- Choose an initial MVP with a high chance of success: And a big business impact to boost confidence.
- Give lots of recognition for their efforts: It helps win hearts and minds.
- Take a hybrid approach: Change the culture, but have their people help you do it.
Jeff Drew: That’s a great example, what impact did that have on solidifying the integration of the team?
Chris Thomas: When you go through a project like that, it has a bonding effect. You not only work together as a team, but you share in the celebration of success, which has a big impact. We made sure the team we acquired had the opportunity to expand their thinking, and got a lot of recognition for their efforts, which helped to win hearts and minds.
A hybrid approach to integration
Jeff Drew: How would you describe your approach to technology integration as compared to other companies?
Chris Thomas: When you acquire a company, there are three things you can do. One is to leave the acquisition alone. You bought a valuable business, so don’t break it. The second is to go in and integrate their entire technology stack into your centralized platform. In the end, if you do everything right, you’ve got a completely integrated acquisition. . We took a hybrid approach with the REIS technology integration. Rather than try to change the technology culture of the team, we encouraged them innovate with us. When it comes to sharing data and building new products, we do it by leveraging application programming interfaces (APIs), not by getting everyone into one master database. With this approach, we now have two businesses that can act like one. This enables us to establish credibility with our new colleagues while making significant progress with the integration.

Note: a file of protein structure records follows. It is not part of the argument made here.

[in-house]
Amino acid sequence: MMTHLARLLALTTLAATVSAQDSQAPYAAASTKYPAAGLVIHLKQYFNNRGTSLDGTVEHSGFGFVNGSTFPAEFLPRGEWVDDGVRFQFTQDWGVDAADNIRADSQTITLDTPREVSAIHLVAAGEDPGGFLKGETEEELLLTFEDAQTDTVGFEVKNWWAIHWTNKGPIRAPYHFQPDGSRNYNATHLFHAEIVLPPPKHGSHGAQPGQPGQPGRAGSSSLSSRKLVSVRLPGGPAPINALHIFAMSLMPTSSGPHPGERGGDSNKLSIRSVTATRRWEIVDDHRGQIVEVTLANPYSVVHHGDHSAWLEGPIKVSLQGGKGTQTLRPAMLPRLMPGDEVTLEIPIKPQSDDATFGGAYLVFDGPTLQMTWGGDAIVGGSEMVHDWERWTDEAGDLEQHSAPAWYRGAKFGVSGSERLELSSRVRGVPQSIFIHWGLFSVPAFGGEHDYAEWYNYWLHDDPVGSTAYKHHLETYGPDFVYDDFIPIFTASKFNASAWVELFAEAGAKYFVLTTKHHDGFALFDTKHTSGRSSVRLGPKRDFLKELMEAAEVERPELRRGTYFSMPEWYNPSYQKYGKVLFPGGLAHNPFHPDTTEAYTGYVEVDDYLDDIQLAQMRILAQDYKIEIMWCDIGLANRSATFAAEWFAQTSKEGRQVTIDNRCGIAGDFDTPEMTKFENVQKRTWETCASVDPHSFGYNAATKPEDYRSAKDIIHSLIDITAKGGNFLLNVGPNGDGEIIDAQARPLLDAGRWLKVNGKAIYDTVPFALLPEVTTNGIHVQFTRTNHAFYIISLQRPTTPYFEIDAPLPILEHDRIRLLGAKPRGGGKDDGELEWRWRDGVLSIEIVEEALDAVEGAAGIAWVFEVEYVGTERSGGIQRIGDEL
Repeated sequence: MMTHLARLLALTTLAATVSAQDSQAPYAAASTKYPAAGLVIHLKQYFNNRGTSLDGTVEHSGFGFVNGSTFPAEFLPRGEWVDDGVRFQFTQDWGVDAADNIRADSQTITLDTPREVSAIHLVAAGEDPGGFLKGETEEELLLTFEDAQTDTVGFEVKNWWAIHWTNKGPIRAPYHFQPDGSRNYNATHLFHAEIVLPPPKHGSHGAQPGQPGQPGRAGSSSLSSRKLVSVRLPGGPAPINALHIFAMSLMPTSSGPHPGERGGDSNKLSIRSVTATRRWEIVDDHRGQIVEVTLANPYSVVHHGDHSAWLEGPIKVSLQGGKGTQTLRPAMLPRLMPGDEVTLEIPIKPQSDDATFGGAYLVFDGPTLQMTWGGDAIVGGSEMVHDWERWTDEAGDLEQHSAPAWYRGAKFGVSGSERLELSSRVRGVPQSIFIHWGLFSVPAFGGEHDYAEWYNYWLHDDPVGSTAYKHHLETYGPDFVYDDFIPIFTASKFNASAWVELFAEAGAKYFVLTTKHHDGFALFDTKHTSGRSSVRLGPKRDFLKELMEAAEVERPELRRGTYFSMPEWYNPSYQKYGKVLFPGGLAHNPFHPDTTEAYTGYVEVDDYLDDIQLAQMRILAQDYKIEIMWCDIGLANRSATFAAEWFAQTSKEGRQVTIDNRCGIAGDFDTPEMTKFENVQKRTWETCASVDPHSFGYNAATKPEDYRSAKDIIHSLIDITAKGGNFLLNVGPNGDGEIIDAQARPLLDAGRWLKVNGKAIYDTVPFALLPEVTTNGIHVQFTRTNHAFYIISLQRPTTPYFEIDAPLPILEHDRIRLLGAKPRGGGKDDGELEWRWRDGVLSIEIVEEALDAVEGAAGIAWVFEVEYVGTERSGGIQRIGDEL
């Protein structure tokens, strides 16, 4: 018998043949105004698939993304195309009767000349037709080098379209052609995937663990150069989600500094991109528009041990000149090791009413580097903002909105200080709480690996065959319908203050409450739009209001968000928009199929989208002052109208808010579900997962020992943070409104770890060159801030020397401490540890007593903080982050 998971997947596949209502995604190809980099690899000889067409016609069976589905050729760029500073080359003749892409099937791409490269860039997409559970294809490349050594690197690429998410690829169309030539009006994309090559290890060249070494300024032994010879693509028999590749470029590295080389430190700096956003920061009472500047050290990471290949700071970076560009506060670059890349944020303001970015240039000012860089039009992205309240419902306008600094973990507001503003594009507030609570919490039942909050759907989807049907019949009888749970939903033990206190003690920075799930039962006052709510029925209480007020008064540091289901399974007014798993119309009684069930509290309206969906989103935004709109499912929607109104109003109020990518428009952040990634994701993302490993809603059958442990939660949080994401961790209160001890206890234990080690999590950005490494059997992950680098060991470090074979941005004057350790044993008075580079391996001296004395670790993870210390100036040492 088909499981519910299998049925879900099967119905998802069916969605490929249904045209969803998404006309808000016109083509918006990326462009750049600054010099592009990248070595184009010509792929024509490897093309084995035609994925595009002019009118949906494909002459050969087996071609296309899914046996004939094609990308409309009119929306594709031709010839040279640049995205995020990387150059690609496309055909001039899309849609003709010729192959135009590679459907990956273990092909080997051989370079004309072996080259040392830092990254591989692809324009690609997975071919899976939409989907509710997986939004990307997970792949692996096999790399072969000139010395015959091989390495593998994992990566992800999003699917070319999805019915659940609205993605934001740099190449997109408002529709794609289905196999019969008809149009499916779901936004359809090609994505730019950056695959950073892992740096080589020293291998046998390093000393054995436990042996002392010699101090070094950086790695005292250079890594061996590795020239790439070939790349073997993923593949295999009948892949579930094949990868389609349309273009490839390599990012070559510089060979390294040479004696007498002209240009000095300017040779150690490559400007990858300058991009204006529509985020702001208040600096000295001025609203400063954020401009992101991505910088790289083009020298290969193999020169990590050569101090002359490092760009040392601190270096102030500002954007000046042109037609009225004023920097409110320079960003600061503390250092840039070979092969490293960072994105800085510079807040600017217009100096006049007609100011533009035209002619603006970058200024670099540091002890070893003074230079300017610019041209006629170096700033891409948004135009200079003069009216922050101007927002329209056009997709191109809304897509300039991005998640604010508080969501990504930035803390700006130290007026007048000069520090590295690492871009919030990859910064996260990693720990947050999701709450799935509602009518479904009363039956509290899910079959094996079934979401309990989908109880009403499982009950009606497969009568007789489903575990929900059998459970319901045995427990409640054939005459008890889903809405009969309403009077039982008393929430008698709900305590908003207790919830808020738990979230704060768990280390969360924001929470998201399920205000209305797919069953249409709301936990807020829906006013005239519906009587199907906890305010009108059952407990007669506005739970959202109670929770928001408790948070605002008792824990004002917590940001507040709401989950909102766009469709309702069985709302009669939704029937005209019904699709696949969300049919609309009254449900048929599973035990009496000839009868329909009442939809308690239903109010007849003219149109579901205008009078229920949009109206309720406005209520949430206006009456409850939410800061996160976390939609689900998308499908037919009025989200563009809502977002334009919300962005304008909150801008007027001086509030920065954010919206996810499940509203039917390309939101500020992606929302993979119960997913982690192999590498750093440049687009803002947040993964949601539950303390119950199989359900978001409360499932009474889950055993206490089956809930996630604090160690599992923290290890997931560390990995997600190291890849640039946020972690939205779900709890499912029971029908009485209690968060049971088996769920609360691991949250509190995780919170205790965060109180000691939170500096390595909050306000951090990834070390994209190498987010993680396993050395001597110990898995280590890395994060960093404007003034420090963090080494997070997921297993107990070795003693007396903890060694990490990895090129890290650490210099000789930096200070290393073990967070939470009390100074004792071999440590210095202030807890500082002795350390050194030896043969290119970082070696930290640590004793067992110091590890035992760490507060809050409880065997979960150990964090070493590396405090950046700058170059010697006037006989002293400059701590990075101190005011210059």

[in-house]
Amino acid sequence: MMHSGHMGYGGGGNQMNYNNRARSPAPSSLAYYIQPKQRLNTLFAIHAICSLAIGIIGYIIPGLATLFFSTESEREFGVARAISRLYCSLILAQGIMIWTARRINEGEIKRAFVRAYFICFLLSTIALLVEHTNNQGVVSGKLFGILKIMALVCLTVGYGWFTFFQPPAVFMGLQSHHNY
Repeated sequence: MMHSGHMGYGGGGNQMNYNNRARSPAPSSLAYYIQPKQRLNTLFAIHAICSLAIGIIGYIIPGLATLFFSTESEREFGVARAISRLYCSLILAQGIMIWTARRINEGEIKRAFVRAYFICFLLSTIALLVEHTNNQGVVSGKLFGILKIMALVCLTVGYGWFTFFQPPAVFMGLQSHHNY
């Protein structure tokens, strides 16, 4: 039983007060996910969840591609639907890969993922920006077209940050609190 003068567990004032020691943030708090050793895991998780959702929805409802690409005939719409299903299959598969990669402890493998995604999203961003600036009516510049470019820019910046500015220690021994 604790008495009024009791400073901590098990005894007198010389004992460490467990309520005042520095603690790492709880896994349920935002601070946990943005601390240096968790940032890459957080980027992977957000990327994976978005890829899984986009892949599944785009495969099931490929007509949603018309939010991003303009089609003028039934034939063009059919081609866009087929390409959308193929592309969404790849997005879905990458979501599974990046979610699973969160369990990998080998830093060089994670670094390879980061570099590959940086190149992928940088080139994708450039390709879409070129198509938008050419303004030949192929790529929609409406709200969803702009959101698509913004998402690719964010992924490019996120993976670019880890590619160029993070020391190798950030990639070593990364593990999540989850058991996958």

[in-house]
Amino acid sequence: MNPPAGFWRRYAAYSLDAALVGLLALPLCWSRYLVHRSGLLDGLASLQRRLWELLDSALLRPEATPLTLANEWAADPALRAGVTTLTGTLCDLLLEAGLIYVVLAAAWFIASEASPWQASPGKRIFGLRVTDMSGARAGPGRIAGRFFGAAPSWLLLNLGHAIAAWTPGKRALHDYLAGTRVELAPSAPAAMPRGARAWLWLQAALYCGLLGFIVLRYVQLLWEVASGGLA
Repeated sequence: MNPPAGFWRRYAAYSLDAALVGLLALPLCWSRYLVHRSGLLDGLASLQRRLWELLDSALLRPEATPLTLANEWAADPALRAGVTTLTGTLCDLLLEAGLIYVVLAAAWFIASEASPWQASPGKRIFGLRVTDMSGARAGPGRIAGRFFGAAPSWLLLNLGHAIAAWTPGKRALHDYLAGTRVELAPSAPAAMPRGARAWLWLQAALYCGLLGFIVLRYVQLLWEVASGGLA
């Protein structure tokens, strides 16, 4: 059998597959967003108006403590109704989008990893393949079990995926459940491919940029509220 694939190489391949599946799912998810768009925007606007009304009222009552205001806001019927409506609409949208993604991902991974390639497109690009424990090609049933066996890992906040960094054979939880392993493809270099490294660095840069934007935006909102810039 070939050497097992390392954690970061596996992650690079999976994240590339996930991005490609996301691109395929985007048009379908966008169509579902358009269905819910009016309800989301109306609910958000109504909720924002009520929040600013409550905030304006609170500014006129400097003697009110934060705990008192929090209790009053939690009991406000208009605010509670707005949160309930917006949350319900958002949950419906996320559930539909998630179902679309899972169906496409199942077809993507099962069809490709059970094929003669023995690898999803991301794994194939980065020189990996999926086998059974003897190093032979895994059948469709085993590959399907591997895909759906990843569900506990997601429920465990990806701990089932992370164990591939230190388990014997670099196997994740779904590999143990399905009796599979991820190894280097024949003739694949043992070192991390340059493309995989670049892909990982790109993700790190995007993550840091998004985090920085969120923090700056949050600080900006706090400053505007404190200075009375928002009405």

Jeff Drew: Watching Moody’s integrate acquisitions, it seems you don’t let problems defeat you. You work through them. You’re resilient. What may have felt like a series of challenges, you’ve actually developed a successful strategy. I know you’ve scaled this acquisition approach, tell us how you’ve done that?